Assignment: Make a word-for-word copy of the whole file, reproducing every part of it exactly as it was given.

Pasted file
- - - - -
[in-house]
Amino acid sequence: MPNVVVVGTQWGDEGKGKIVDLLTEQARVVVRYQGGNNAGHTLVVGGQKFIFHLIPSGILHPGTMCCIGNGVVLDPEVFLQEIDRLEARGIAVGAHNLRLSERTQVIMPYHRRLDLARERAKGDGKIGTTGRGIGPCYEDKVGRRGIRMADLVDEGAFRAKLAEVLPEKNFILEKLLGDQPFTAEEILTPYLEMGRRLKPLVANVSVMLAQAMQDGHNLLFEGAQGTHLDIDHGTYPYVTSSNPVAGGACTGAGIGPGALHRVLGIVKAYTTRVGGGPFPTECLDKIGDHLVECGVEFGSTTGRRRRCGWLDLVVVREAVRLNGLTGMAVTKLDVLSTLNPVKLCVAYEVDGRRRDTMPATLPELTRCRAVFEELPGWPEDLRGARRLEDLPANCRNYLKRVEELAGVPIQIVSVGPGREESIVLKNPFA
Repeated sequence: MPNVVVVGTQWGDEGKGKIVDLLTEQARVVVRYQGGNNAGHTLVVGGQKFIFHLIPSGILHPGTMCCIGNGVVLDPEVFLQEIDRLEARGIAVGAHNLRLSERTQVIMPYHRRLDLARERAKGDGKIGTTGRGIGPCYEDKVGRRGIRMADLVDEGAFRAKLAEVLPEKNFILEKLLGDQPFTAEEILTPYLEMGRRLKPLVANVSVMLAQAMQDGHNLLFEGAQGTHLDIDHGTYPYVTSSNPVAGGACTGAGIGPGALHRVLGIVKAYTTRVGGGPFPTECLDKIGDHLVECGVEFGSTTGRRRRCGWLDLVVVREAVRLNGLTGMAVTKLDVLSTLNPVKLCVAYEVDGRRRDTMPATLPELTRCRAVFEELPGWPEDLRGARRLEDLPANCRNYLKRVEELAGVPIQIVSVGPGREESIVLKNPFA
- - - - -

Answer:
[in-house]
Amino acid sequence: MPNVVVVGTQWGDEGKGKIVDLLTEQARVVVRYQGGNNAGHTLVVGGQKFIFHLIPSGILHPGTMCCIGNGVVLDPEVFLQEIDRLEARGIAVGAHNLRLSERTQVIMPYHRRLDLARERAKGDGKIGTTGRGIGPCYEDKVGRRGIRMADLVDEGAFRAKLAEVLPEKNFILEKLLGDQPFTAEEILTPYLEMGRRLKPLVANVSVMLAQAMQDGHNLLFEGAQGTHLDIDHGTYPYVTSSNPVAGGACTGAGIGPGALHRVLGIVKAYTTRVGGGPFPTECLDKIGDHLVECGVEFGSTTGRRRRCGWLDLVVVREAVRLNGLTGMAVTKLDVLSTLNPVKLCVAYEVDGRRRDTMPATLPELTRCRAVFEELPGWPEDLRGARRLEDLPANCRNYLKRVEELAGVPIQIVSVGPGREESIVLKNPFA
Repeated sequence: MPNVVVVGTQWGDEGKGKIVDLLTEQARVVVRYQGGNNAGHTLVVGGQKFIFHLIPSGILHPGTMCCIGNGVVLDPEVFLQEIDRLEARGIAVGAHNLRLSERTQVIMPYHRRLDLARERAKGDGKIGTTGRGIGPCYEDKVGRRGIRMADLVDEGAFRAKLAEVLPEKNFILEKLLGDQPFTAEEILTPYLEMGRRLKPLVANVSVMLAQAMQDGHNLLFEGAQGTHLDIDHGTYPYVTSSNPVAGGACTGAGIGPGALHRVLGIVKAYTTRVGGGPFPTECLDKIGDHLVECGVEFGSTTGRRRRCGWLDLVVVREAVRLNGLTGMAVTKLDVLSTLNPVKLCVAYEVDGRRRDTMPATLPELTRCRAVFEELPGWPEDLRGARRLEDLPANCRNYLKRVEELAGVPIQIVSVGPGREESIVLKNPFA